• The side of hematopoiesis: inhibition of bone marrow hematopoiesis (anemia, aplastic and hemolytic anemia, pancytopenia, leukopenia, agranulocytosis, eosinophilia, thrombocytopenia).
  • The digestive system: nausea, vomiting, diarrhea or constipation, flatulence, cholestatic jaundice, liver failure, hepatic porphyria, hepatitis, late cutaneous (symptomatic) porphyria.
  • The senses: blurred vision, impaired accommodation.
  • Others: weight gain, myalgia, convulsions, hyponatremia, disulfiram-like reactions.

How does alcohol affect a person with diabetes?

If you are newly diagnosed with diabetes, be sure to become familiar with the side effects of alcohol. Drinking large amounts of alcohol can have a massive impact on the body and increase the risk of developing complications in the future. There are the following effects:

  • neuropathy (nerve damage). The consumption of alcohol in large quantities has a significant toxic effect on the nervous tissues of the body. Since long-term diabetes or poor control of diabetes itself damages nerve tissue, additional exposure to alcohol only speeds up the process and leads to even more widespread nerve damage.
  • chronic pancreatitis. One of the most common side effects of high alcohol consumption is chronic pancreatitis. This disease is characterized by inflammation of the pancreas due to damage caused by alcohol consumption or other factors. Since this disease can lead to the development of second type of diabetes mellitus, it is recommended to follow the recommendations for the maximum dose of alcohol consumed.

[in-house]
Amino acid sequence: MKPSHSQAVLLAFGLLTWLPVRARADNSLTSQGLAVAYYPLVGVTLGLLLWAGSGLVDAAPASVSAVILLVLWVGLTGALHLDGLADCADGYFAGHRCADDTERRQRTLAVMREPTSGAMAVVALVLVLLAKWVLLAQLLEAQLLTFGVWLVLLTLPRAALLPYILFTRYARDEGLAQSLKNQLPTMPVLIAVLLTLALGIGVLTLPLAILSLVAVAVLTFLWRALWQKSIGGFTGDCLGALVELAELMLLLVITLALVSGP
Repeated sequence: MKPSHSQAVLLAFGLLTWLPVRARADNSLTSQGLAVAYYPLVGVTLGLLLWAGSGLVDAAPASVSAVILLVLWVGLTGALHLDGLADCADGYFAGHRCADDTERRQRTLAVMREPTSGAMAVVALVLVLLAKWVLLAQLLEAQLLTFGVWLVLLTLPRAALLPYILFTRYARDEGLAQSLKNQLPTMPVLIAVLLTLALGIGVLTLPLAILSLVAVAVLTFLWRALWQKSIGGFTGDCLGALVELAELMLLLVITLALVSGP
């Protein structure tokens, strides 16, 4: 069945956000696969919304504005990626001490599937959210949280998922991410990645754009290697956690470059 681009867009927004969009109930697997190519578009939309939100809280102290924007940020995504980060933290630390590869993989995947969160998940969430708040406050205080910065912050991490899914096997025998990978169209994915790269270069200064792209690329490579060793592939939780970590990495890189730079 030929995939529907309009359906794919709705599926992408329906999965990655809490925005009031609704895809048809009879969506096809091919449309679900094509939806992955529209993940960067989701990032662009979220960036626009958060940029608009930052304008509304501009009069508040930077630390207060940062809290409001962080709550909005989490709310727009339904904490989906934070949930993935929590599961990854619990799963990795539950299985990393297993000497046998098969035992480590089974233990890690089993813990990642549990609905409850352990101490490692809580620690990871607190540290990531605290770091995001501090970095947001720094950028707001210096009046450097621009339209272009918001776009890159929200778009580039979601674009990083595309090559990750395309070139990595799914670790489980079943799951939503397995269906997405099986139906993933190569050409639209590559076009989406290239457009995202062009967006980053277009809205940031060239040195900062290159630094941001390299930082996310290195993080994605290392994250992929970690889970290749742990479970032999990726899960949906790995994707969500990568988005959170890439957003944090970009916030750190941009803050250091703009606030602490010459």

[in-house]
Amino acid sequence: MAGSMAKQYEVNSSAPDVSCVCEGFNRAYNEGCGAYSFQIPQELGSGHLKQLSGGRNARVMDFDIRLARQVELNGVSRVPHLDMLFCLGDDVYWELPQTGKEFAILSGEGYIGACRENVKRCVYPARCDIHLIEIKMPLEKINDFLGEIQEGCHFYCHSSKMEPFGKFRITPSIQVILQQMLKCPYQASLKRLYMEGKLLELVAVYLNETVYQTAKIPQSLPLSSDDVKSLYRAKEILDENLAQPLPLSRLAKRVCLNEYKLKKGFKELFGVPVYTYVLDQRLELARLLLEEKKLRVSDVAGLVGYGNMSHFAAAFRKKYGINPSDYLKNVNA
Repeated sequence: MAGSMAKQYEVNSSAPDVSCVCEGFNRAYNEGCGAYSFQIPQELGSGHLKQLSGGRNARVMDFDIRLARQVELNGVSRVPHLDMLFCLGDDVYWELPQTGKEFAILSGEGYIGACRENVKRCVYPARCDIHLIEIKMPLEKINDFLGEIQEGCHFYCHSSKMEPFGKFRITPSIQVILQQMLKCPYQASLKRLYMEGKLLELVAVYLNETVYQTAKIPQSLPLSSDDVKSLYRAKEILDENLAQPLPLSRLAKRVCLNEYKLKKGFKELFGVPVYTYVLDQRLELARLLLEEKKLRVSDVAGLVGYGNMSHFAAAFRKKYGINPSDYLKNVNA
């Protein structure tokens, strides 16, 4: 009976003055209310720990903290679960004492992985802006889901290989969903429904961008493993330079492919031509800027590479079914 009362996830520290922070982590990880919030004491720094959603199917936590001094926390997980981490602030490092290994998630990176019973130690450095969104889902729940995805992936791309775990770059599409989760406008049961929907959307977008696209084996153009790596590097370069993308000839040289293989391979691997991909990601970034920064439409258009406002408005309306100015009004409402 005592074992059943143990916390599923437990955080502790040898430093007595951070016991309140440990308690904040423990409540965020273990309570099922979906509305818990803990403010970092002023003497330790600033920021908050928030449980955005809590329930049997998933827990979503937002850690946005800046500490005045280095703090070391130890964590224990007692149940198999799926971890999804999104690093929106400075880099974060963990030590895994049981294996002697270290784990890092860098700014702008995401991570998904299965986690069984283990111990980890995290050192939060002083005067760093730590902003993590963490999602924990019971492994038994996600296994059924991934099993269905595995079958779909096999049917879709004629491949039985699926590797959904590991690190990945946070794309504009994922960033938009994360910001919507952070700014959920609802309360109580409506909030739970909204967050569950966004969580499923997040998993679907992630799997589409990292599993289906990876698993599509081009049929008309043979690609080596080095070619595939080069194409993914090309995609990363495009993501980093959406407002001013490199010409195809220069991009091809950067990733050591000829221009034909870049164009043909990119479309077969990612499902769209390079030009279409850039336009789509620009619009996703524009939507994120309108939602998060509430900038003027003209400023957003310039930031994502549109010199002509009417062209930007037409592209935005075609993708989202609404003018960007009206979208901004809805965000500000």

• weight gain. Alcohol can contain a lot of calories that are often unnoticed. If you consume beer regularly, keep in mind that there are about 180 calories in each pint of beer – more than a regular chocolate bar. These calories can lead to serious problems in type 2 diabetics who are trying to lose weight, including health complications.

How are Glucotrol and alcohol combined?

One of the main properties of ethyl alcohol is to lower blood sugar levels. Therefore, it is very dangerous to combine alcohol with drugs that are taken by patients with diabetes – insulin and other hypoglycemic drugs like Glucotrol. Alcohol enhances their effects and can cause hypoglycemia – a life-threatening drop in glucose levels (this can happen to a healthy person if you drink too much, especially on an empty stomach). Symptoms of mild initial hypoglycemia – fever, tremors, weakness, increased sweating, heart palpitations. If this condition is not recognized in time, hypoglycemic coma may develop, which may result in death.

Glucotrol for cats and dogs

The main indication for the use of oral hypoglycemic drugs is when owners initially reject insulin therapy. Glipizide is currently the only substance with sufficient evidence to support its use as monotherapy in cats. It is given at an initial dose of 2.5 mg orally every 12 hours. If there are no side effects and glucose control is not achieved after 2 weeks, then the dose may be increased to 5 mg every 12 hours. A clinical response, if observed, is usually evident after 4-6 weeks. Owners often change their attitude to insulin therapy when glipizide is found to be ineffective.